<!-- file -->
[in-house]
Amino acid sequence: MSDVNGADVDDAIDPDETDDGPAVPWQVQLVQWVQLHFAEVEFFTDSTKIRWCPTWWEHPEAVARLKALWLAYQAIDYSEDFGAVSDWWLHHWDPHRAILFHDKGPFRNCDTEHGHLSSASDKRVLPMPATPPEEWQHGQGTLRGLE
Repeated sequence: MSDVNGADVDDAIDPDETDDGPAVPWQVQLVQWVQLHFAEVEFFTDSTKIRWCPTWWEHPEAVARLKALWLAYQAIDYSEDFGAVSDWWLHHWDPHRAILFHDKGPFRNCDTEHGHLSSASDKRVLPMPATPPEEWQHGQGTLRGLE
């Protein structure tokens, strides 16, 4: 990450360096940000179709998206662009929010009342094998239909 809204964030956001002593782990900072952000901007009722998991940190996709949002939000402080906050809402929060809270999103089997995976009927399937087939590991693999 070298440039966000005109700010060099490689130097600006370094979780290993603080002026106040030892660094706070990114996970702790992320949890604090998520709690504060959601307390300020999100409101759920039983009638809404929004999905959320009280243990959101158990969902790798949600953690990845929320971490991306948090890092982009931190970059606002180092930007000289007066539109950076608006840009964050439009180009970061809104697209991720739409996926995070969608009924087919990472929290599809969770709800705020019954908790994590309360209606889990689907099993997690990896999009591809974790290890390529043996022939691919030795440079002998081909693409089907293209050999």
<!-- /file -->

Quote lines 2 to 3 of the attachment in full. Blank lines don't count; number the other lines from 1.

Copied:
Amino acid sequence: MSDVNGADVDDAIDPDETDDGPAVPWQVQLVQWVQLHFAEVEFFTDSTKIRWCPTWWEHPEAVARLKALWLAYQAIDYSEDFGAVSDWWLHHWDPHRAILFHDKGPFRNCDTEHGHLSSASDKRVLPMPATPPEEWQHGQGTLRGLE
Repeated sequence: MSDVNGADVDDAIDPDETDDGPAVPWQVQLVQWVQLHFAEVEFFTDSTKIRWCPTWWEHPEAVARLKALWLAYQAIDYSEDFGAVSDWWLHHWDPHRAILFHDKGPFRNCDTEHGHLSSASDKRVLPMPATPPEEWQHGQGTLRGLE